Want to know what the real prize is? Learning to build your business and finding your first customer.

by Frans Nauta, founder ClimateLaunchpad

Once you join ClimateLaunchpad, of course you want to win. That’s how it works for me too if I join a competition. But you know what? Winning is overrated. The biggest benefits of joining ClimateLaunchpad are not about winning. At all. The real prize is that you get to build your business and find a customer that’s willing to pay for your product. ClimateLaunchpad helps you do just that. Fast, efficient and in a very fun way.

Winning is overrated

Let me explain why I think winning is overrated. Each year during our Grand Final I give this talk about the way Google started out.Larry Page and Sergey Brin came up with their idea at Stanford university; they called it PageRank – an algorithm to measure the importance of website pages.

At the time there were about seven successful, well-funded search engines like Alta Vista, Excite and Yahoo. These companies were delivering search results through people cataloguing the internet. It wasn’t really automated; they were like internet-librarians, indexing the internet on a daily basis.

At the same time the web was growing exponentially. To keep up with that growth the number of people indexing it also had to grow exponentially. This of course didn’t make sense to Larry and Sergey, and that’s how they came up with PageRank. The idea was to automate the process of indexing relevant links and other content so search results would be better and faster. Looking back, this of course makes perfect sense. We can now all agree that it’s a great idea. At the time it was quite revolutionary.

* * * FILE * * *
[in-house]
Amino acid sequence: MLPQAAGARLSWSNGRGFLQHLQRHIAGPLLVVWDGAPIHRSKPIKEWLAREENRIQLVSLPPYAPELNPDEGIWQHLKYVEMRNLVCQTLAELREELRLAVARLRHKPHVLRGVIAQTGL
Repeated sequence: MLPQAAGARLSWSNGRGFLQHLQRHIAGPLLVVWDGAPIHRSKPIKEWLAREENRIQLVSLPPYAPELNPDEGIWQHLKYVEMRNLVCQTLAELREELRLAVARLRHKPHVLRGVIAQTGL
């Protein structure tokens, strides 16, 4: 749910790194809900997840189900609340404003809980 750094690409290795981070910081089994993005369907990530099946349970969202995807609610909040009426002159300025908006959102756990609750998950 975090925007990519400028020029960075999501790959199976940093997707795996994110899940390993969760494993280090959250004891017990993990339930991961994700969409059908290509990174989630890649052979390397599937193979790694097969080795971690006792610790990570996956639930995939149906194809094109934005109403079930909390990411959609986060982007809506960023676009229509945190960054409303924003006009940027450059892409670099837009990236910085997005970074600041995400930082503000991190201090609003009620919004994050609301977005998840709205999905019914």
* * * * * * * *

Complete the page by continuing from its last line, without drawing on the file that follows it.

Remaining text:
Now the thing is that Sergei and Larry didn’t want to start a company. They wanted to finish their PHD’s at Stanford and have a nice and long career in academia. But they thought their idea was worth some money. So they tried to sell it for 1million$. For months they tried to convince people that PageRank was worth that amount of money. They spoke with almost all search engines, trying to sell it.

‘That’s horrible. Your search engine is much faster.’

They would put two laptops in front of managers running the search engines of the time, and ask them: ‘What do you want to search?’ And then they showed them the results on their own search engine and on the PageRank system. The most interesting response from one of the CEO’s was: ‘That’s horrible. Your search engine is much faster.’

He wasn’t even thinking about the quality of the search results. It was about the business model. If for instance Excite were to host a search engine that instantly gave people information they sought, users would leave the site instantly. The ad revenue came from people staying on the site. The term in those days was “stickiness”. So speedy, accurate results were a problem for his business model. At the time it took about thirty seconds for results to show up. In those thirty seconds you’d see advertisements. Slow search results meant more advertising revenue.

None of search engine companies were willing to buy PageRank. Larry and Sergey became frustrated and felt the future of the internet was not in very good hands. That’s when they decided they probably had to do it themselves.

To start their own business they needed 1million$